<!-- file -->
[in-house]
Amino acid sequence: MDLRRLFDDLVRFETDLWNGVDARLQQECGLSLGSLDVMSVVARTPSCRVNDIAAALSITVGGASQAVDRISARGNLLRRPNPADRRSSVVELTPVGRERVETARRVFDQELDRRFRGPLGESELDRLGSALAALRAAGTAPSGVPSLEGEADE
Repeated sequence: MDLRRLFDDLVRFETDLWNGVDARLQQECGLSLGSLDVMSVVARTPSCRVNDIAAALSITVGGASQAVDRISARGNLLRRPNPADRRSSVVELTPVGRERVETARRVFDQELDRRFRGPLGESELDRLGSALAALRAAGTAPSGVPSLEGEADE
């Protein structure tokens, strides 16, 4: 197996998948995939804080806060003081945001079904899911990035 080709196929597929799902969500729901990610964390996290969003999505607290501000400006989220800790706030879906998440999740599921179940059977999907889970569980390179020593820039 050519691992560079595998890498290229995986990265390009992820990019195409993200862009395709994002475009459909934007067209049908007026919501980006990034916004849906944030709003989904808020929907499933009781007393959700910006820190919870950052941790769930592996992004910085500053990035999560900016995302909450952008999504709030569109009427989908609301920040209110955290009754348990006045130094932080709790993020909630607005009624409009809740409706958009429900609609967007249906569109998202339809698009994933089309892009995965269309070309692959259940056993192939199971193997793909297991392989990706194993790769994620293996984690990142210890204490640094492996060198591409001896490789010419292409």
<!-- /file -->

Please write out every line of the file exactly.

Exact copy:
[in-house]
Amino acid sequence: MDLRRLFDDLVRFETDLWNGVDARLQQECGLSLGSLDVMSVVARTPSCRVNDIAAALSITVGGASQAVDRISARGNLLRRPNPADRRSSVVELTPVGRERVETARRVFDQELDRRFRGPLGESELDRLGSALAALRAAGTAPSGVPSLEGEADE
Repeated sequence: MDLRRLFDDLVRFETDLWNGVDARLQQECGLSLGSLDVMSVVARTPSCRVNDIAAALSITVGGASQAVDRISARGNLLRRPNPADRRSSVVELTPVGRERVETARRVFDQELDRRFRGPLGESELDRLGSALAALRAAGTAPSGVPSLEGEADE
């Protein structure tokens, strides 16, 4: 197996998948995939804080806060003081945001079904899911990035 080709196929597929799902969500729901990610964390996290969003999505607290501000400006989220800790706030879906998440999740599921179940059977999907889970569980390179020593820039 050519691992560079595998890498290229995986990265390009992820990019195409993200862009395709994002475009459909934007067209049908007026919501980006990034916004849906944030709003989904808020929907499933009781007393959700910006820190919870950052941790769930592996992004910085500053990035999560900016995302909450952008999504709030569109009427989908609301920040209110955290009754348990006045130094932080709790993020909630607005009624409009809740409706958009429900609609967007249906569109998202339809698009994933089309892009995965269309070309692959259940056993192939199971193997793909297991392989990706194993790769994620293996984690990142210890204490640094492996060198591409001896490789010419292409």